With the proper strategy in place, and processes for monitoring, digitisation can significantly enhance supply chain activities.

Risk Management

An important piece of supply chain management and logistics is risk management. Risk management involves identifying, analysing, and reviewing of potential hazards, and then mitigating those existing risks. As such, this process should be evaluated on a regular basis for improvement. Risk management creates the ability to close gaps between processes, both internal and external activities. These gaps are where deficiencies occur. Gaps exist due to siloed processes—technology can aid in closing these gaps—and risk management solutions can ensure successful implementation between these activities.

Personnel Development

When it comes to technology and risk management, personnel development and training may be an essential piece to be successful in the implementation of innovation. It is simply not enough to adopt new technology. This new technology will need specialised people to implement, oversee, and analyse the successes and risks. It is not uncommon that when technologies or processes are added to the supply chain activities, other areas of the supply chain are negatively affected, or a lack of support occurs. The proper training of those individuals or groups managing areas with improvements can ensure a full-circle implementation strategy.

Technology, risk management, personnel development and training are key areas for innovation to increase business viability in an ever-evolving marketplace. These components should always be reviewed with a strategy in place and extensive planning completed before any decisions are made on moving forward. Unforeseen circumstances, new risks, and personnel challenges should all be considered as part of the planning and ongoing review of operations. It is during times like the present situation that businesses must be daring, and be agile. Get ahead now, and stay ahead—fall backwards now, and failure may be irrevocable.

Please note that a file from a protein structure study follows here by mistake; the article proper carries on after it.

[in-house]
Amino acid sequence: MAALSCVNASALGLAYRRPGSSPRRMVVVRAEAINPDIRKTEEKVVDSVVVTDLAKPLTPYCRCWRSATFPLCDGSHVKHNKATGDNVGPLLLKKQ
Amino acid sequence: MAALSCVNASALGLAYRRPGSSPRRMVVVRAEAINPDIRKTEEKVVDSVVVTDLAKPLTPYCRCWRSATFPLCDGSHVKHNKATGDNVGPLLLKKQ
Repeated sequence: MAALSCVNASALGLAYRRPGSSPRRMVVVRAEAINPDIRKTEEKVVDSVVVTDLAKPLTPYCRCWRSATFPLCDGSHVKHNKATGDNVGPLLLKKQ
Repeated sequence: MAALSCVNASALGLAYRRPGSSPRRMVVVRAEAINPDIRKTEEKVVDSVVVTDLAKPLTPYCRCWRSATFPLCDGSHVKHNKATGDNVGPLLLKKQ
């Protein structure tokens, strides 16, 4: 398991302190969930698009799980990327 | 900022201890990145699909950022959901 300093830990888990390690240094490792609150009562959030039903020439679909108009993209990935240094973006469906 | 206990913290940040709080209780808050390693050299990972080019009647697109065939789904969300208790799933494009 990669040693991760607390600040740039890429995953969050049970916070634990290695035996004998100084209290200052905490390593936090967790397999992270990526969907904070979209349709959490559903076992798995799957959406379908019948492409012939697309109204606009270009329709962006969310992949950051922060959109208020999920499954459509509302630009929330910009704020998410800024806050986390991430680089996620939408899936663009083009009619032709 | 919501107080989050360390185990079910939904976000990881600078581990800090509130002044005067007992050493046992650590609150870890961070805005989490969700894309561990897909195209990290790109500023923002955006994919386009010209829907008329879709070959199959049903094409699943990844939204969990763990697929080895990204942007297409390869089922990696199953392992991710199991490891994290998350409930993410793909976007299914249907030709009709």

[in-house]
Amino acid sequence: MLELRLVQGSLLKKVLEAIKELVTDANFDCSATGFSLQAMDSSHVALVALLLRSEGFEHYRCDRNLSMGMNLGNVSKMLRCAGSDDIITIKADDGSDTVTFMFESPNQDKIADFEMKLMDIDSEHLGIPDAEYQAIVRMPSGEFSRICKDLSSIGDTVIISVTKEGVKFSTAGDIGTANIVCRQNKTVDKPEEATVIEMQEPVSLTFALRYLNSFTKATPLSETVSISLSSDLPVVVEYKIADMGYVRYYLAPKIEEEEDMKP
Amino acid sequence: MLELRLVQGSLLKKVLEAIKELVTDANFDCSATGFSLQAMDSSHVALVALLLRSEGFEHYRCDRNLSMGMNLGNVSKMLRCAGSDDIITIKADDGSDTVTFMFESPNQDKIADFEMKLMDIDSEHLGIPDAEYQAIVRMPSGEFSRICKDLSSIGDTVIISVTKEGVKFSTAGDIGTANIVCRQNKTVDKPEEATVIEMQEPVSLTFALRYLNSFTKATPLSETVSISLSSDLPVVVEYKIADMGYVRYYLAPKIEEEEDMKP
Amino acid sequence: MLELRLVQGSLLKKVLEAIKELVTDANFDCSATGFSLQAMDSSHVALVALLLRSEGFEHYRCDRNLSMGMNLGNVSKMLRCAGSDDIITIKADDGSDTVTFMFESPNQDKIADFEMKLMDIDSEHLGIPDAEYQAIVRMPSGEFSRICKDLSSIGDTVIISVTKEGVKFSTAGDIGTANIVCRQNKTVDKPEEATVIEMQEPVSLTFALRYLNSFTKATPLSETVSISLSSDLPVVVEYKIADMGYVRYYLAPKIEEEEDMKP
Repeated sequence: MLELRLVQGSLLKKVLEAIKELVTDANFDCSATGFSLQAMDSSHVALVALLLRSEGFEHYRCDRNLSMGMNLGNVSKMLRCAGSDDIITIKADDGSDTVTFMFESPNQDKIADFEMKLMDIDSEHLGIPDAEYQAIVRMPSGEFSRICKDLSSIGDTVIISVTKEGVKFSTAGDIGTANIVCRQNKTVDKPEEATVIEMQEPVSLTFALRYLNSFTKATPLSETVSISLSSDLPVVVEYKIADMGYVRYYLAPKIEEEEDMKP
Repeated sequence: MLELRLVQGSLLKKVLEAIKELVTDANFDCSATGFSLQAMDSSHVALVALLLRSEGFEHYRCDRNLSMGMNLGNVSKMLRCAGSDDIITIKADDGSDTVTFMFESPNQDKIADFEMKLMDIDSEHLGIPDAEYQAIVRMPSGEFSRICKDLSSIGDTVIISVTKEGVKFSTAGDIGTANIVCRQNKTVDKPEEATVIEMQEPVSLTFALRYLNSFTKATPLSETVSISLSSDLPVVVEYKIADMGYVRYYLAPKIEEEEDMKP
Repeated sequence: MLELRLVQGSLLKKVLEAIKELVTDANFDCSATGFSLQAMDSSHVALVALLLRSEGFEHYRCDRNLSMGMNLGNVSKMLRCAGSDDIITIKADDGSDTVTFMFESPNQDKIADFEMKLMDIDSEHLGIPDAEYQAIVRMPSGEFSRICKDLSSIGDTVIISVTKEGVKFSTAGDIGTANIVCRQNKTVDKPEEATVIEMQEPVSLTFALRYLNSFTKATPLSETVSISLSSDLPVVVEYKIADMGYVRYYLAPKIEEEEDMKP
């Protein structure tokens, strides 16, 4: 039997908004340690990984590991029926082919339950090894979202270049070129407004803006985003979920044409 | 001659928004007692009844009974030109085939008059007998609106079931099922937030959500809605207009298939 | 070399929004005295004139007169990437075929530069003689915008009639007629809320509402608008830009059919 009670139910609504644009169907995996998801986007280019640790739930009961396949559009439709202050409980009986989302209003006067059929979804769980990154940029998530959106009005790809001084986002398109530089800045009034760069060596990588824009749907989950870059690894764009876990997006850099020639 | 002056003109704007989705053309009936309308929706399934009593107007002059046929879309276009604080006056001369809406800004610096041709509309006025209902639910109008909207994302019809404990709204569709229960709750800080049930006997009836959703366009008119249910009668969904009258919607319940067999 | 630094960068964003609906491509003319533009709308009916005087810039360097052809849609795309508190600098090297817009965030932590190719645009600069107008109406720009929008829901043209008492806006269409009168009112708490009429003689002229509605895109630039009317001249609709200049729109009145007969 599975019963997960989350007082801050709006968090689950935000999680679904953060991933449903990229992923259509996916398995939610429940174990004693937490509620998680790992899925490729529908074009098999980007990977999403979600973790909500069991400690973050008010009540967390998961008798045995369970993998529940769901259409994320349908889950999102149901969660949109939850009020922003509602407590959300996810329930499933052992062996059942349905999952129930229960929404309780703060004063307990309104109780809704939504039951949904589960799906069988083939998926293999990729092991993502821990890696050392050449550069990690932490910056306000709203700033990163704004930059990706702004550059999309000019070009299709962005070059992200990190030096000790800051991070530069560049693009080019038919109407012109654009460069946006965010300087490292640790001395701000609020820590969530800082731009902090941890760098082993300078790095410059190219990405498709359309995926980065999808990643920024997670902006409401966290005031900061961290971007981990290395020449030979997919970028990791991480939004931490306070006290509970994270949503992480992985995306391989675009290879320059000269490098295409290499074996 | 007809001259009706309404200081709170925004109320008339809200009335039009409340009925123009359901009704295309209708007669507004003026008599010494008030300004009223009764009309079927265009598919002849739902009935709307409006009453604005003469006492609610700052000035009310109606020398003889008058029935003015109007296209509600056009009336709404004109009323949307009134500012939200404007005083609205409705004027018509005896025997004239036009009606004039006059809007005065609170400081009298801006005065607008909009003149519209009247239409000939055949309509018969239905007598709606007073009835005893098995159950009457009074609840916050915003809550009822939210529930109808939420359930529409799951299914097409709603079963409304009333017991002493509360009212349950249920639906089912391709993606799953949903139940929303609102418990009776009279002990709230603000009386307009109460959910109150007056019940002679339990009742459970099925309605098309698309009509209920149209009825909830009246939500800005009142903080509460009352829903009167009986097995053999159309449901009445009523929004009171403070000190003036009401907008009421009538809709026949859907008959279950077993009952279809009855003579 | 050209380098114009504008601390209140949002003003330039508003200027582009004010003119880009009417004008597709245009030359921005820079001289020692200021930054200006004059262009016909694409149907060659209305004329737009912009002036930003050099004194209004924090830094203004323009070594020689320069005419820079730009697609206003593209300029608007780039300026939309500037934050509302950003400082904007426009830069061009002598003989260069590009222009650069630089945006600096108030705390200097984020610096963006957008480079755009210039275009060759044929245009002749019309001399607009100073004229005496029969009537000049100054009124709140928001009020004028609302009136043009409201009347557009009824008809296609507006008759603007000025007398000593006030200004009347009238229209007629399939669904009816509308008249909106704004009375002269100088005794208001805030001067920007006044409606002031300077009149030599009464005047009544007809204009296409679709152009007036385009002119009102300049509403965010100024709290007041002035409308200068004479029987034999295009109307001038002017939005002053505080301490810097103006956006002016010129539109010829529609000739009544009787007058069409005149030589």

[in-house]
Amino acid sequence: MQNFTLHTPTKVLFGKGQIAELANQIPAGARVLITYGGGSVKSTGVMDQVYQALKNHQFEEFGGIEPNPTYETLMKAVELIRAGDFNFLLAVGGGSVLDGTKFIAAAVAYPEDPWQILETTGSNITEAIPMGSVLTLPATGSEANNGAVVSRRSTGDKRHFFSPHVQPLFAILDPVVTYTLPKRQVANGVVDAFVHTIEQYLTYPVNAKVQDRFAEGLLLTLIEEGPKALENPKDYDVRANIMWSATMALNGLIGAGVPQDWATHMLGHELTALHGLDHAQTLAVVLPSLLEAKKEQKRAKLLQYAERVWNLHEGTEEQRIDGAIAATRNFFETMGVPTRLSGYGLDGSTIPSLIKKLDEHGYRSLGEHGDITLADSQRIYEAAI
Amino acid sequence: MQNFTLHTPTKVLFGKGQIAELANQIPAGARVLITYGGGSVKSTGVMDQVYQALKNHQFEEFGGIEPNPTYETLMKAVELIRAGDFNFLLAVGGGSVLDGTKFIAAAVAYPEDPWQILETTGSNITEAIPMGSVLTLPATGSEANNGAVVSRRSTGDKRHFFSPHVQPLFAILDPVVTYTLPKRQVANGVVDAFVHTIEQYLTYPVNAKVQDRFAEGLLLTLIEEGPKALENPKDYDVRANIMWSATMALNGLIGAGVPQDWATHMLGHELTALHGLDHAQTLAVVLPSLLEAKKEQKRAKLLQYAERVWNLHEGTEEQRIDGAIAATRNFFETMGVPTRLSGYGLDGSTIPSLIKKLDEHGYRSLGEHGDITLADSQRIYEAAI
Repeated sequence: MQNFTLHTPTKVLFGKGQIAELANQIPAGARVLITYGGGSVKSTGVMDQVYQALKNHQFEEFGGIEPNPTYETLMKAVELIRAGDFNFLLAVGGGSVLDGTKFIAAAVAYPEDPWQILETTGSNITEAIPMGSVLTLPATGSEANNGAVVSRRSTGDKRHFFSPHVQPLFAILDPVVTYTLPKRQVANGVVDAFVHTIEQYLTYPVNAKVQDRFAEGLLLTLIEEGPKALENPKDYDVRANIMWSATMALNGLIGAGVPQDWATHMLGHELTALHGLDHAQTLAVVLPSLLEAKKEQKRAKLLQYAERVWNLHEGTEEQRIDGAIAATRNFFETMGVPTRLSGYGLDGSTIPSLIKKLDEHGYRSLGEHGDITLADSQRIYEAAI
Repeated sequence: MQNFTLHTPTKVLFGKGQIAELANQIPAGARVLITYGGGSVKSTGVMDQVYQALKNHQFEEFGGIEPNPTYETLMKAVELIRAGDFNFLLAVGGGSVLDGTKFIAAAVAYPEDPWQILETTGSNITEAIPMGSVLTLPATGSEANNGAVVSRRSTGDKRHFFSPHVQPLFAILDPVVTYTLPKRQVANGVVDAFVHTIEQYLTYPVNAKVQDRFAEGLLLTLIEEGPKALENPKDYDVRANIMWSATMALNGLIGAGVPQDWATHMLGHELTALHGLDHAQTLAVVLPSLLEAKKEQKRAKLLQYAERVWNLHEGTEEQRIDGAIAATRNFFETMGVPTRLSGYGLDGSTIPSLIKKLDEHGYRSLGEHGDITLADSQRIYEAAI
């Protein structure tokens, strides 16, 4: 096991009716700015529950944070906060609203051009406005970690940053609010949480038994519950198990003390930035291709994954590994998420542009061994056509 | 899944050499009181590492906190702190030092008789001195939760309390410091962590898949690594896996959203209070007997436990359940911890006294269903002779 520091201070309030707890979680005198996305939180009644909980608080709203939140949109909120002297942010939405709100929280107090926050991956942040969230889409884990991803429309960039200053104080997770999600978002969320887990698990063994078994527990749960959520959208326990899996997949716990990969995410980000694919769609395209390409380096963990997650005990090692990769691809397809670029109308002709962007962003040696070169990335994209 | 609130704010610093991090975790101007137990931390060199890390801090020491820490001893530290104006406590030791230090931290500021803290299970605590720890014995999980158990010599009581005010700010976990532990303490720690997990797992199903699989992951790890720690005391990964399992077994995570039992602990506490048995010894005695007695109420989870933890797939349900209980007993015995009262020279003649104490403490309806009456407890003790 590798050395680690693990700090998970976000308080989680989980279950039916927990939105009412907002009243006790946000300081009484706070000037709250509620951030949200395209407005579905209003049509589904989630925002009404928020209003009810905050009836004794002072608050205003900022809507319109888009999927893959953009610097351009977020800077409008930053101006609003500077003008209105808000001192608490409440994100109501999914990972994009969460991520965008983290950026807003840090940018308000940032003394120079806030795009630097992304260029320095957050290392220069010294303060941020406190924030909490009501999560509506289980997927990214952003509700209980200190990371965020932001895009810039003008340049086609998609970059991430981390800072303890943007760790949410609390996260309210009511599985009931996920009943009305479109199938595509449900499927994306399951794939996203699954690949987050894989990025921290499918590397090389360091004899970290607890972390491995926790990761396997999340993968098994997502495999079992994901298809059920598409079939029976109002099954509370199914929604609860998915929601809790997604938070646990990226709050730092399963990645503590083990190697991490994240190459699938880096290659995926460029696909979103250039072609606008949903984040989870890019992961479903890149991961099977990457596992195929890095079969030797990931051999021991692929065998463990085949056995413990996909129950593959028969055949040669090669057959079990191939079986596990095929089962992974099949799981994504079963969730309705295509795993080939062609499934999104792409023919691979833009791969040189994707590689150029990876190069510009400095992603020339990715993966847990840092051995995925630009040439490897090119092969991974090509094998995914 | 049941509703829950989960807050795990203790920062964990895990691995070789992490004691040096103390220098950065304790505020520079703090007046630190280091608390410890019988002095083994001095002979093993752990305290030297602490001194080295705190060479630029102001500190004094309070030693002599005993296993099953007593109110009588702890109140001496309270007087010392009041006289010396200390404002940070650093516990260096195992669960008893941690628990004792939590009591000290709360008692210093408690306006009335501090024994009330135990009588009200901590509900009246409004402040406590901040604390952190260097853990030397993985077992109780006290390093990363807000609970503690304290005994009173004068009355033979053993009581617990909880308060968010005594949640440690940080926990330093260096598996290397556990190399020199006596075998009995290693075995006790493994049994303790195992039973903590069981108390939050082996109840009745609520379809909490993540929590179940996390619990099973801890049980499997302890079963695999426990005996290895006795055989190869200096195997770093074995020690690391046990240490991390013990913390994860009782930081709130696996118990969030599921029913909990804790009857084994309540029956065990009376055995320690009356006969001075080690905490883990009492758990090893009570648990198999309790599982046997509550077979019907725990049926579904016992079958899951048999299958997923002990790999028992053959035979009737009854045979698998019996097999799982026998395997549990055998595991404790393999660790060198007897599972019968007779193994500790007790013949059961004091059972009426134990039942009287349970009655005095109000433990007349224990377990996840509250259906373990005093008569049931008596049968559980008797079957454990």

The Importance of a Partner for Business Viability

A partner with a proven track record of successful transformations and strategic development can take your organisation to new heights. It takes more than maintaining status quo in operational activities to run an optimally profitable company. Through strategic initiatives during these unprecedented times, a viable business can prosper and create even more distance between competition through their competitive advantage.

Business operations can suffer during economically challenging times. It’s a time where significant focus can be placed on sales and profits and reducing expenses. However, operations should not fall to the wayside. External vendors who play a large role in a company’s supply chain may be facing challenges, and these challenges may affect that organisation, or personnel changes may occur which could drastically affect internal operations. Close attention should be paid to these areas and having a partner who understands this can be a gamechanger.